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IoT for AgriTech: Verizon LTE for IoT devices together with PrecisionHawk drone data

As the decade progress, its clear that its the IoT era all over the world and communication among devices is getting utmost attention. Transfer of IoT data in a faster and economic way is one of the biggest growth areas for telecommunication carriers to work on. With the evolution of LTE, the carriers are now focussing on connecting the IoT devices with LTE and then to Cloud Services. This combination will can create a huge impact on decision making and business analysis (Read: LTE and the Internet of Things). 

Verizon, one of the leading CDMA carrier conducted a trail run at Hahn Estate Winery, Soledad, CA with it’s UAV partner Precision Hawk which has an exclusive domain for agribusiness with variety of sensors in different spectral ranges.

Verizon and Precision Hawk Image copyright: Verizon

Verizon and Precision Hawk Image copyright: Verizon

Verizon claimed that they are the first of the kind to offer Category 1 LTE network capabilities for IoT user equipment. Such features will allow Verizon customers to move from slower 2G speeds to 10Mbps with 4G LTE with the possibility of lower costs and power consumption. LTE network chipsets certified for Verizon’s LTE come from Sequans and Altair; a Category 1 router from Encore is also certified.

Verizon launched ThingSpace, a development platform for companies of all sizes to create Internet of Things applications more efficiently and then later manage those apps. And all this was done prior to the trail run to make it feasible in developing tools in bug labs under this platform.

During this pilot project the high resolution imagery from the PrecisionHawk was compared with the sensors near the vineyard in monitoring weather conditions, mildew, soil moisture and other factors to help the winery make adjustments to increase crop yield. The data collected on the fly was not connected through LTE but downloaded once the UAV landed.

The drone trial has operated under Federal Aviation Administration (FAA) approval, and the agency would be required to approve any drone usage of LTE, said Mike Toto, director of new product development at Verizon. LTE on a drone could be used for relaying real-time data to manage crops, he said, but make sure that your surveillance zone is not under restricted areas (Related: GPS-based flight restrictions).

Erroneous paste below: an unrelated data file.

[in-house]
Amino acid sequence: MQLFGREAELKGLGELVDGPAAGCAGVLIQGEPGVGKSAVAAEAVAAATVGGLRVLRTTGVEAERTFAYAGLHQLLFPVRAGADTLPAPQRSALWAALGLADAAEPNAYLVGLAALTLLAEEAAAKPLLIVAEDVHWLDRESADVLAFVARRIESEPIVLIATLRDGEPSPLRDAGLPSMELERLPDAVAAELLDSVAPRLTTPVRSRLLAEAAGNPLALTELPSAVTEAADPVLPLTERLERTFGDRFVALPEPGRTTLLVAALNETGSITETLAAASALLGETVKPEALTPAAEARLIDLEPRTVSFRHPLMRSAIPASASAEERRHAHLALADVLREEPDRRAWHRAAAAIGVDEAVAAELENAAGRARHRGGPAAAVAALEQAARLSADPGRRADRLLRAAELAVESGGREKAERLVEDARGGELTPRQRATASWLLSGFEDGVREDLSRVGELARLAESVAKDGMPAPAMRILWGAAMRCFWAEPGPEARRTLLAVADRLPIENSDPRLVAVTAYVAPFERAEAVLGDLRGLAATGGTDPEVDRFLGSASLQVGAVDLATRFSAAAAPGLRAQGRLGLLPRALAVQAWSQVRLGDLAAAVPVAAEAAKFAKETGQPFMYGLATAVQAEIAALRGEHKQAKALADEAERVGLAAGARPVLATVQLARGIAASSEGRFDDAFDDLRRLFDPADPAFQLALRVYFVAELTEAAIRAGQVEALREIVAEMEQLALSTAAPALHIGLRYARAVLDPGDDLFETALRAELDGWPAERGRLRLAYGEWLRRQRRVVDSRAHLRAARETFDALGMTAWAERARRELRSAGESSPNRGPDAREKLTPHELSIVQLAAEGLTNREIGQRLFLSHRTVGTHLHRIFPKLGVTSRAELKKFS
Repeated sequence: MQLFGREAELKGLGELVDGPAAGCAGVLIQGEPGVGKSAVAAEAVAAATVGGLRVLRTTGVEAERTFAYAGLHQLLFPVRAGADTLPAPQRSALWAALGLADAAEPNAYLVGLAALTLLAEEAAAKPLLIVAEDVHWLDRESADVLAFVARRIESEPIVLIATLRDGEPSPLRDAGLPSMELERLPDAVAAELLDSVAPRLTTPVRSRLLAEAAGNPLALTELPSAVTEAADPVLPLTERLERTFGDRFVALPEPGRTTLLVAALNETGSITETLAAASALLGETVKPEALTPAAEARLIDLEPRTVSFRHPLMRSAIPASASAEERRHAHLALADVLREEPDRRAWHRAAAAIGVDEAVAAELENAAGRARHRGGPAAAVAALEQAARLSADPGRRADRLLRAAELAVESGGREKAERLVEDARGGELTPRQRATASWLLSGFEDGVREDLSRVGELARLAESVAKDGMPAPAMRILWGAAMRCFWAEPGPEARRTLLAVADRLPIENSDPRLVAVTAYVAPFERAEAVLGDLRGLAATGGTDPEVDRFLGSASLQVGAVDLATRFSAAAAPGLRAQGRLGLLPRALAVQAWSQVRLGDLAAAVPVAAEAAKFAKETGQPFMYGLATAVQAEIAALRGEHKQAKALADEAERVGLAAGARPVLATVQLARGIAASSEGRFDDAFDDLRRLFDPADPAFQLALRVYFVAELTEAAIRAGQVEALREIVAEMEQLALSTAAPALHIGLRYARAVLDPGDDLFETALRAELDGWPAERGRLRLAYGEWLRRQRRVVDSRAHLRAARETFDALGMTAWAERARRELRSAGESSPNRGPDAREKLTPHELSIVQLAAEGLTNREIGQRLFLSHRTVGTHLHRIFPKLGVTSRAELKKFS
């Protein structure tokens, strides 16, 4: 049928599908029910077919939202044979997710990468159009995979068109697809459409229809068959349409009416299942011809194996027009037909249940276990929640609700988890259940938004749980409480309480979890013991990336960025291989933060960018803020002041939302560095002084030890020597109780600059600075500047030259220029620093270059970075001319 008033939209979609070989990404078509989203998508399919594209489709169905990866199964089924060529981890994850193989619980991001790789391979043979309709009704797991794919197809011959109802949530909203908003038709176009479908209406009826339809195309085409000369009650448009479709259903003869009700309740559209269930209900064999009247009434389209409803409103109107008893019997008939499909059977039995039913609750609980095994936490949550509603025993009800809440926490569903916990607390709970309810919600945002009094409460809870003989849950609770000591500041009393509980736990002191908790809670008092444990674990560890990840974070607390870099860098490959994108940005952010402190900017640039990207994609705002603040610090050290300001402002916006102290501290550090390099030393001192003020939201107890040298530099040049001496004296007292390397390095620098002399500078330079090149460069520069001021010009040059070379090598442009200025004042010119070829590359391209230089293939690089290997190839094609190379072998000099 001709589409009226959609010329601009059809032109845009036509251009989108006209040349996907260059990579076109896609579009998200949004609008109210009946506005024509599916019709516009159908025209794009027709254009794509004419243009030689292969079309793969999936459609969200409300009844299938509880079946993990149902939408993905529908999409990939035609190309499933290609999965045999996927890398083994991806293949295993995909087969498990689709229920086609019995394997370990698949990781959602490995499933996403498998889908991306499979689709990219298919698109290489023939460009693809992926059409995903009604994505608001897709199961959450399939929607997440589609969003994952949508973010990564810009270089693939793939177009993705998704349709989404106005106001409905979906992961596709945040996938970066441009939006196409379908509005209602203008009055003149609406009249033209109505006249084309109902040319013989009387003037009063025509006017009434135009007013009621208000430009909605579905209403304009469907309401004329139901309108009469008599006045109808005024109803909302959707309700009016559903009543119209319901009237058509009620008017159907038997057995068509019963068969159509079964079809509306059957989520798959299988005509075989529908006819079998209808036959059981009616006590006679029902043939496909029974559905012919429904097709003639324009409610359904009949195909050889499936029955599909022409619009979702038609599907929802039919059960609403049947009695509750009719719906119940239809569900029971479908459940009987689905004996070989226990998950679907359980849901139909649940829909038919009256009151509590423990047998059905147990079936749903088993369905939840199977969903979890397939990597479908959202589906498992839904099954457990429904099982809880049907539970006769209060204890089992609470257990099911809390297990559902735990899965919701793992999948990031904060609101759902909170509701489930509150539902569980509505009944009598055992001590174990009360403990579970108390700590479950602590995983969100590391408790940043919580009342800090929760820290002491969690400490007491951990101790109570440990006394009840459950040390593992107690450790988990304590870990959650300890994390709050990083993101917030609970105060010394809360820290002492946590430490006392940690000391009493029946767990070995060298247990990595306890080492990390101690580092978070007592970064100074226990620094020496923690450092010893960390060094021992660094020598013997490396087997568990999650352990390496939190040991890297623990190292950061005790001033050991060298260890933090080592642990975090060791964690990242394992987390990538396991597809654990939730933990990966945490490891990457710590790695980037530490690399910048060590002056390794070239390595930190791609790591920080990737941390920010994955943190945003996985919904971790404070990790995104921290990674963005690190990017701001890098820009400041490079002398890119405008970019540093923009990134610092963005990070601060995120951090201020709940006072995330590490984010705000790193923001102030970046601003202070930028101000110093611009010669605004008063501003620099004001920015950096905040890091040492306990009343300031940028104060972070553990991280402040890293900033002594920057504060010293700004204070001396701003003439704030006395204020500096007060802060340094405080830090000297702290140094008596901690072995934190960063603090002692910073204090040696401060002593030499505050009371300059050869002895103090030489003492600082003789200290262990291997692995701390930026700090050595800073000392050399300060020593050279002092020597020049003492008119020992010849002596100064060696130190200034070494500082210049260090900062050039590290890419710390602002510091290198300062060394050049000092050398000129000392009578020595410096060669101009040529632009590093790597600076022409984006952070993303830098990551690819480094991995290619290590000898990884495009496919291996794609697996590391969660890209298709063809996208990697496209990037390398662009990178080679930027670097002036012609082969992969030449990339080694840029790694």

Verizon intends to use the drone pilot project to help develop mapping and analytics for agribusiness, then to sell its LTE network and IoT integration as a package deal to wineries. This integration and interconnection of techniques paves a better analysis scope for agribusiness which will aide in identifying crop disease and estimating crop yield. The price of this combination is not disclosed yet. Once the Verizon achieves a contended results they will sell their LTE network and IoT integration to wineries as a package.

Source: ComputerWorld

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Japan updates map symbols to help foreigners find their way

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Interesting news from Japan. The Geospatial Information Authority of Japan (GSI) has released a set of new standard symbols for foreign-language maps in preparation for the 2020 Tokyo Olympic Games.

“To build a tourism-oriented nation and ensure smooth implementation of the 2020 Tokyo Olympics, Japan needs to create an environment where foreign visitors can easily get transport and accommodations. For that purpose, it is especially important to disseminate multilingual maps that are easy for foreigners to understand” said a GSI report on new map guidelines.

Many symbols have different meaning (or no meaning) in various cultures. Some of traditional Japanese symbols were perceived as difficult to understand or even offensive. The most notorious of these is the swastika-like symbol for a temple. The X symbol for police might be also quite difficult to understand for the majority of foreigners in Japan.

GSI conducted a survey among about 1,000 people including embassy officials, foreign students and tourists on the streets. Based on questionnaire results they’ve decided to change the most common map symbols. The pictograms cover the places and services the GSI believes are most important to foreign visitors like hotels, toilets, convenience stores, police stations and hospitals. The symbols will be officially adopted by the end of March, after a period in which members of the public can comment.

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